You’ve done it! You’ve put in the work and made a new remote hire. But how can you ensure that your new employee will become an integral part of the team when they’re not there in person?
Many hiring managers face some worry around this prospect. There’s the issue of accountability: if you can’t see that your remote team member working, how do you know that they are?
Then there’s the quality of the work: how will you know that details aren’t being missed when you’re not on hand to observe?
You might also have retention in mind: how can you be sure your new employee feels connected and valued enough to create a lasting relationship?
The good news is that by confronting the challenges of integrating someone from afar, you can create an intentional process that might even benefit your in-person hires. Because the things that make a good onboarding process for remote employees are good for many scenarios:
- Established systems for communication and feedback
- Strong transmission of institutional knowledge
- Prioritization of information sharing
- A tech-savvy approach to getting work done
- Using input from your team to grow and improve
So what does this look like in practice?
Make your formal training process rock solid
It may seem obvious, but onboarding remote employees is a good time to take stock of what systems you have in place.
Ask top performers what was helpful in their onboarding
We’ve noted this for your sales team, but it holds true across the board: identifying your top performers and gathering their tips for success can be a crucial part of helping new people reach the same goals. Ask people with similar job functions to your new remote positions to find out what was helpful and what was lacking during their hiring process.
For many companies, the systems you currently have will provide a good starting point, but requires new additions for a remote workforce. Part of what you’re looking to establish is mutual trust. You want to feel confident that your new employee is on track, and they want to feel that you’re actively guiding them in that process.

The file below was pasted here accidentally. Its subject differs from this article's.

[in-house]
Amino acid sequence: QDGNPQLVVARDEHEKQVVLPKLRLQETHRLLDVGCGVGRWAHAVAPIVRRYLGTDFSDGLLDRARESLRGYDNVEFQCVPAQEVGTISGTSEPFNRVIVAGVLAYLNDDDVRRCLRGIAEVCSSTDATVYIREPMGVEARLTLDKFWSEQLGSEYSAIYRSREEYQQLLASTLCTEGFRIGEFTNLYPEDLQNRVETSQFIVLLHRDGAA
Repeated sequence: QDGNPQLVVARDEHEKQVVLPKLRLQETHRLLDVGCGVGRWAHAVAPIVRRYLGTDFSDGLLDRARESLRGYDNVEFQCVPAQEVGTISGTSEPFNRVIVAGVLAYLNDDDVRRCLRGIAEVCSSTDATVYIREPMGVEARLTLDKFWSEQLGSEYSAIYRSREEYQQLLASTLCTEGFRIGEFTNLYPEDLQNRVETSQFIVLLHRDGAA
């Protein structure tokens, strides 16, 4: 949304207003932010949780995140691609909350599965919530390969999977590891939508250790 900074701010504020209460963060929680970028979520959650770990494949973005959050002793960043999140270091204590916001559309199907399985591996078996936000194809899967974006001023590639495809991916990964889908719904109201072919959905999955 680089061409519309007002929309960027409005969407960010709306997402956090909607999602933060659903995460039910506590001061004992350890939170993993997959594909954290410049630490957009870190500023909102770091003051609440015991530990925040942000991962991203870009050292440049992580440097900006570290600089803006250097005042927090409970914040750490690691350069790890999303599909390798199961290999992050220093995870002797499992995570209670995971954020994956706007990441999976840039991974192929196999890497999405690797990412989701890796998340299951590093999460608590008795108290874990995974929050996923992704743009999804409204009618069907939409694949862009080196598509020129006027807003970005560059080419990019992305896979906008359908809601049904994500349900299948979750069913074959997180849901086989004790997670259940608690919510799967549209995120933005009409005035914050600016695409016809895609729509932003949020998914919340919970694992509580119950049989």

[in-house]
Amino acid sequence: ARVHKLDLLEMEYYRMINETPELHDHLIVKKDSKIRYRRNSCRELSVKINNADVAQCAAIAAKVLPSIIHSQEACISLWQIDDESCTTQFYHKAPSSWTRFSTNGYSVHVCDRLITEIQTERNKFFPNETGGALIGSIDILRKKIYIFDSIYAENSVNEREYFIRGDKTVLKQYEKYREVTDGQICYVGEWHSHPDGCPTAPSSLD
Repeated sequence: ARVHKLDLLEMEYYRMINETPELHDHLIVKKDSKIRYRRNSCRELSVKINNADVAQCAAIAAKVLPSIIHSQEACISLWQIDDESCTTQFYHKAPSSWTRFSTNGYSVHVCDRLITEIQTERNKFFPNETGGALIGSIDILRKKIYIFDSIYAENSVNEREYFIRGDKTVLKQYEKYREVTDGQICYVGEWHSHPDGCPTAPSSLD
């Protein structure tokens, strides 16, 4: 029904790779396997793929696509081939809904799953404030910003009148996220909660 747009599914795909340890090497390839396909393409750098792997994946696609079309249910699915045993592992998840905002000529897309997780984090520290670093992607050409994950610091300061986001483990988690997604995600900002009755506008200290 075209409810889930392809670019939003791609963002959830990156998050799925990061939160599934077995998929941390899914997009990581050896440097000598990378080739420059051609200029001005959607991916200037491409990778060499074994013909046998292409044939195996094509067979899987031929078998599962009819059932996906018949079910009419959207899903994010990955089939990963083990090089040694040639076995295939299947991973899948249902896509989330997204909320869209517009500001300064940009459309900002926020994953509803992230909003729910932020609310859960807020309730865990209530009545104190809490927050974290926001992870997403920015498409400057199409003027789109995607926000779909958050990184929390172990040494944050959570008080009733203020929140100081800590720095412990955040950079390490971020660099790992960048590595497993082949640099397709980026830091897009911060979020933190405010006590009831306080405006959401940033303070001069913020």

Develop robust documentation
A key to this, as explained by ExactHire, is developing robust documentation. Think carefully about what you would normally expect in person, and codify that into the process. What would a new employee tap someone on the shoulder to ask about? Make sure that you have training materials on hand for setting up technology, completing day-to-day tasks, and reporting their work.
Create a journey for new hires to follow
Once you have these things in place, establish a clear journey for your new hires to follow. Create a timeline for completing training tasks and a system for checking in to be sure that they’re being understood properly. Make sure the new employee and their supervisor remain in sync through this process.
Embrace technology for active communication
Provide the tools they need to succeed
For remote employees, their digital space is their connection to your company. Make sure that you’re considering all of their needs. As Sapling discusses, while some employees may be completely set up with a home office, others may not be. And they may be hesitant to ask for supplies. Don’t wait for issues to arise: proactively discuss technology needs with each new hire, and consider setting aside a budget to allow them to purchase items that they may need in order to connect reliably and easily.
Use team collaboration tools
You’ll also want to make use of a variety of platforms in order to fit all the different communications needs of your workforce. A weekly video meeting with a supervisor over Zoom or GoToMeeting can help build a rapport and encourage your employee to feel connected. Slack or Discord channels set up for different working groups and peer groups can encourage more casual, top-of-mind conversation. And project management software like Trello, Asana, and Basecamp can help everyone on a team see the big picture and collaborate on tasks.